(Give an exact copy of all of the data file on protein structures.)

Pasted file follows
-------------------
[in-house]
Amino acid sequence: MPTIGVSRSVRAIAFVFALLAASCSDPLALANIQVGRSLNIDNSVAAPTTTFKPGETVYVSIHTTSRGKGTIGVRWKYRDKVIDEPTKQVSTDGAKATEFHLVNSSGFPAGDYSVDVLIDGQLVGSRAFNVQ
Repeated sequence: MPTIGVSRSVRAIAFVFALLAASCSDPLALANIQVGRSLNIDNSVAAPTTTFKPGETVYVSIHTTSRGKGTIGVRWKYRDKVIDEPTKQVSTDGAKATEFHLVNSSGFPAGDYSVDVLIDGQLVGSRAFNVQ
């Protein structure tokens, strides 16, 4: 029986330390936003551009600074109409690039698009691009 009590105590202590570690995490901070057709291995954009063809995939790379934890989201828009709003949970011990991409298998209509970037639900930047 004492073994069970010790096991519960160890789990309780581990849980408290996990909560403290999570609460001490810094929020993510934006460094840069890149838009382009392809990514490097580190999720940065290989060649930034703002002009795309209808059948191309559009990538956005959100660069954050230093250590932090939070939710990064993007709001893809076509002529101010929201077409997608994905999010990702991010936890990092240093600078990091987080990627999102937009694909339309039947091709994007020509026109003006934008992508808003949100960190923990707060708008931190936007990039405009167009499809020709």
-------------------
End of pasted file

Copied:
[in-house]
Amino acid sequence: MPTIGVSRSVRAIAFVFALLAASCSDPLALANIQVGRSLNIDNSVAAPTTTFKPGETVYVSIHTTSRGKGTIGVRWKYRDKVIDEPTKQVSTDGAKATEFHLVNSSGFPAGDYSVDVLIDGQLVGSRAFNVQ
Repeated sequence: MPTIGVSRSVRAIAFVFALLAASCSDPLALANIQVGRSLNIDNSVAAPTTTFKPGETVYVSIHTTSRGKGTIGVRWKYRDKVIDEPTKQVSTDGAKATEFHLVNSSGFPAGDYSVDVLIDGQLVGSRAFNVQ
């Protein structure tokens, strides 16, 4: 029986330390936003551009600074109409690039698009691009 009590105590202590570690995490901070057709291995954009063809995939790379934890989201828009709003949970011990991409298998209509970037639900930047 004492073994069970010790096991519960160890789990309780581990849980408290996990909560403290999570609460001490810094929020993510934006460094840069890149838009382009392809990514490097580190999720940065290989060649930034703002002009795309209808059948191309559009990538956005959100660069954050230093250590932090939070939710990064993007709001893809076509002529101010929201077409997608994905999010990702991010936890990092240093600078990091987080990627999102937009694909339309039947091709994007020509026109003006934008992508808003949100960190923990707060708008931190936007990039405009167009499809020709």